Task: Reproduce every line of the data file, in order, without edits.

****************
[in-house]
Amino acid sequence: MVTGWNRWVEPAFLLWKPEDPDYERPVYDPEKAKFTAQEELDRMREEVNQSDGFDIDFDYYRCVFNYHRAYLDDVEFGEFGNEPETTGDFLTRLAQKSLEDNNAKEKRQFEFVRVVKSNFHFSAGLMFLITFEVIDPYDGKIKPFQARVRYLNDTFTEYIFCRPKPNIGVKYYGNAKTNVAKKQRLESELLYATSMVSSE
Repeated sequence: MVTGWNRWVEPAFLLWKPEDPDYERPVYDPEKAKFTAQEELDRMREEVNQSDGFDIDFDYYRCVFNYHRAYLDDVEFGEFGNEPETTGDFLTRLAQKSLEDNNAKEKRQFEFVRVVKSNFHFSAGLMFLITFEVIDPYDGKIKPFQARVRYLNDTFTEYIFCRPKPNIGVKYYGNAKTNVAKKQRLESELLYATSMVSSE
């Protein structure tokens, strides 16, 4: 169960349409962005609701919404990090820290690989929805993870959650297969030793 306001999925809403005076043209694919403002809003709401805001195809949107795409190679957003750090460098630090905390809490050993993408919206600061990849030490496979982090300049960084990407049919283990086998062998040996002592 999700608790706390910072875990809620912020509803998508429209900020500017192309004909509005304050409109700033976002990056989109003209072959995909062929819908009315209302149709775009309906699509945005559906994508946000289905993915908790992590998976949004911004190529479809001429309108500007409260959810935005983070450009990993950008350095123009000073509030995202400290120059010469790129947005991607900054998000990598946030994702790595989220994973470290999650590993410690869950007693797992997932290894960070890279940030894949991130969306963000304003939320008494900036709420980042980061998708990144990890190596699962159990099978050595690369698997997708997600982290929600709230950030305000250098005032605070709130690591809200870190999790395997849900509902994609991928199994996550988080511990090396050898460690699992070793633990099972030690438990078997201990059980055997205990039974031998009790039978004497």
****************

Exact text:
[in-house]
Amino acid sequence: MVTGWNRWVEPAFLLWKPEDPDYERPVYDPEKAKFTAQEELDRMREEVNQSDGFDIDFDYYRCVFNYHRAYLDDVEFGEFGNEPETTGDFLTRLAQKSLEDNNAKEKRQFEFVRVVKSNFHFSAGLMFLITFEVIDPYDGKIKPFQARVRYLNDTFTEYIFCRPKPNIGVKYYGNAKTNVAKKQRLESELLYATSMVSSE
Repeated sequence: MVTGWNRWVEPAFLLWKPEDPDYERPVYDPEKAKFTAQEELDRMREEVNQSDGFDIDFDYYRCVFNYHRAYLDDVEFGEFGNEPETTGDFLTRLAQKSLEDNNAKEKRQFEFVRVVKSNFHFSAGLMFLITFEVIDPYDGKIKPFQARVRYLNDTFTEYIFCRPKPNIGVKYYGNAKTNVAKKQRLESELLYATSMVSSE
């Protein structure tokens, strides 16, 4: 169960349409962005609701919404990090820290690989929805993870959650297969030793 306001999925809403005076043209694919403002809003709401805001195809949107795409190679957003750090460098630090905390809490050993993408919206600061990849030490496979982090300049960084990407049919283990086998062998040996002592 999700608790706390910072875990809620912020509803998508429209900020500017192309004909509005304050409109700033976002990056989109003209072959995909062929819908009315209302149709775009309906699509945005559906994508946000289905993915908790992590998976949004911004190529479809001429309108500007409260959810935005983070450009990993950008350095123009000073509030995202400290120059010469790129947005991607900054998000990598946030994702790595989220994973470290999650590993410690869950007693797992997932290894960070890279940030894949991130969306963000304003939320008494900036709420980042980061998708990144990890190596699962159990099978050595690369698997997708997600982290929600709230950030305000250098005032605070709130690591809200870190999790395997849900509902994609991928199994996550988080511990090396050898460690699992070793633990099972030690438990078997201990059980055997205990039974031998009790039978004497």